The notrO Effect
Have you ever gone through your post-processing workflow (particularly when it includes HDR generation), looked at the final image, and found that it was still lacking the vibrance and clarity that you remembered seeing whilst capturing the original photograph? I had this problem after working with the following image from my shoot at the Alfred Nicholas Memorial Gardens yesterday, during which the capturing the vibrant autumn colours was one of my main goals… and found the solution by adapting what I consider to be a derivative of the Orton effect!
When we apply the Orton effect (blending an over-exposed copy of the image with the original), the resultant image takes on a ‘dreamy’ feel… the colours tend to wash out a bit (that is, vibrance and saturation are reduced), while the highlights creep into the shadows to brighten up the overall image at the expense of clarity. For the sake of comparison, the image below shows Alfred Nicholas’ Boathouse with the Orton effect applied:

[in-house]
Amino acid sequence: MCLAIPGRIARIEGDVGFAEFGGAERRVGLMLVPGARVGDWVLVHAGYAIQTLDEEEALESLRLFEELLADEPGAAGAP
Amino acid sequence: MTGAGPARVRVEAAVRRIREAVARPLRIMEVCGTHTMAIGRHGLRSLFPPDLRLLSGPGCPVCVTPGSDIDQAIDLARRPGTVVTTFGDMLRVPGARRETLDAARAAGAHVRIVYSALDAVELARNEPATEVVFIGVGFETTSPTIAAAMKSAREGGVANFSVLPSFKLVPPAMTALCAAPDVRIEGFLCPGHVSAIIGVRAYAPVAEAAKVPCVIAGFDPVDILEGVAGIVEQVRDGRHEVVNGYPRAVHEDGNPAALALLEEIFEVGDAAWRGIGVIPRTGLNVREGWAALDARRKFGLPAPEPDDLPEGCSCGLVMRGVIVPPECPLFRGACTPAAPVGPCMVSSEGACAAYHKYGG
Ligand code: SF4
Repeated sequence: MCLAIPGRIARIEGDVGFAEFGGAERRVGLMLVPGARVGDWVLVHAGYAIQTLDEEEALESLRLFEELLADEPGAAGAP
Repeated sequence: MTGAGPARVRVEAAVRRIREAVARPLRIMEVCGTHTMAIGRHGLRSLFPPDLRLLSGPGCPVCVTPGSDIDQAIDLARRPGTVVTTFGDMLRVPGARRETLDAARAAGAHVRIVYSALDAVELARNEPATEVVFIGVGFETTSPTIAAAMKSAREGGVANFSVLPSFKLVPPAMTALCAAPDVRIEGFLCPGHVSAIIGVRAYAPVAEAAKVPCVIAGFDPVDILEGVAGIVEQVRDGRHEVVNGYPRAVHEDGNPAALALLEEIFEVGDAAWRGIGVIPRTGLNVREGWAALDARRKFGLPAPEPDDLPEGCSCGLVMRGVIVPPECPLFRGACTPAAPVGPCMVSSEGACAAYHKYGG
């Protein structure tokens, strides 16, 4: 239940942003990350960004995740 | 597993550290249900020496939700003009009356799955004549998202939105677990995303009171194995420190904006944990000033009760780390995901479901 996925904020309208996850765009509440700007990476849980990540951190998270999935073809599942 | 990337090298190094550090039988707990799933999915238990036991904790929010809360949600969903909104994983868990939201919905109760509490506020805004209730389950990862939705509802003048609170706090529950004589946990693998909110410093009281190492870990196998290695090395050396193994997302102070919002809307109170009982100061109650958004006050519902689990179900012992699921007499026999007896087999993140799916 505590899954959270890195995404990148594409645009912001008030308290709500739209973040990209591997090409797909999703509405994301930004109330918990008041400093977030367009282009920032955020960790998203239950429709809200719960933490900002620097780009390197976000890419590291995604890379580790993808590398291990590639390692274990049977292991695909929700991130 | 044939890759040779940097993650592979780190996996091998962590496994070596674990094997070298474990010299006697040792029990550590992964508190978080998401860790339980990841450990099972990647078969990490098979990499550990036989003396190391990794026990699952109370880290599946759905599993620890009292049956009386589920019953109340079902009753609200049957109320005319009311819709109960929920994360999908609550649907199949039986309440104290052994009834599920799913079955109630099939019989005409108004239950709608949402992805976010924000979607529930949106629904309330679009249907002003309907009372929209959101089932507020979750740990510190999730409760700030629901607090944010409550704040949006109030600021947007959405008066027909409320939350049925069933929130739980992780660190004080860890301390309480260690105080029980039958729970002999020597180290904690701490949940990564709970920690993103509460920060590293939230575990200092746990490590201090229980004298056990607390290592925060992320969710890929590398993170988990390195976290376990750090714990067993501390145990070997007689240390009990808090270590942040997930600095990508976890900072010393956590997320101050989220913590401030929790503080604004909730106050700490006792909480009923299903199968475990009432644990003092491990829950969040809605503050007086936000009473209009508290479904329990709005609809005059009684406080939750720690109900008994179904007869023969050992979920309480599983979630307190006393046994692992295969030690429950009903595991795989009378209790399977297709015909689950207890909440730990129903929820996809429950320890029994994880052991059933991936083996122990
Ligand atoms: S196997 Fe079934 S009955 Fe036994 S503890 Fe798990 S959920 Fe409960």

I figured that, if the Orton effect actually emphasizes the traits that I didn’t like in the original image, applying the opposite of the Orton effect would fix them…
In the image below, I blended the original HDR image with an under-exposed copy of itself:
As you can see here, the colours are a lot richer, while emphasizing the shadows rather than the highlights yields greater clarity and gives the image a more ‘moody’ feel rather than a ‘dreamy’ one. This is much more like the scene that I remember capturing whilst on location!
A Word About Levels
Just as the image’s levels must be carefully adjusted after applying the Orton effect to avoid losing too much detail in the highlights; so too must the image’s levels be adjusted after applying the notrO effect to avoid losing detail in the shadows!
I found that I needed to use this technique on a couple of the images that I brought home from my shoot yesterday. Click any image below for a larger view…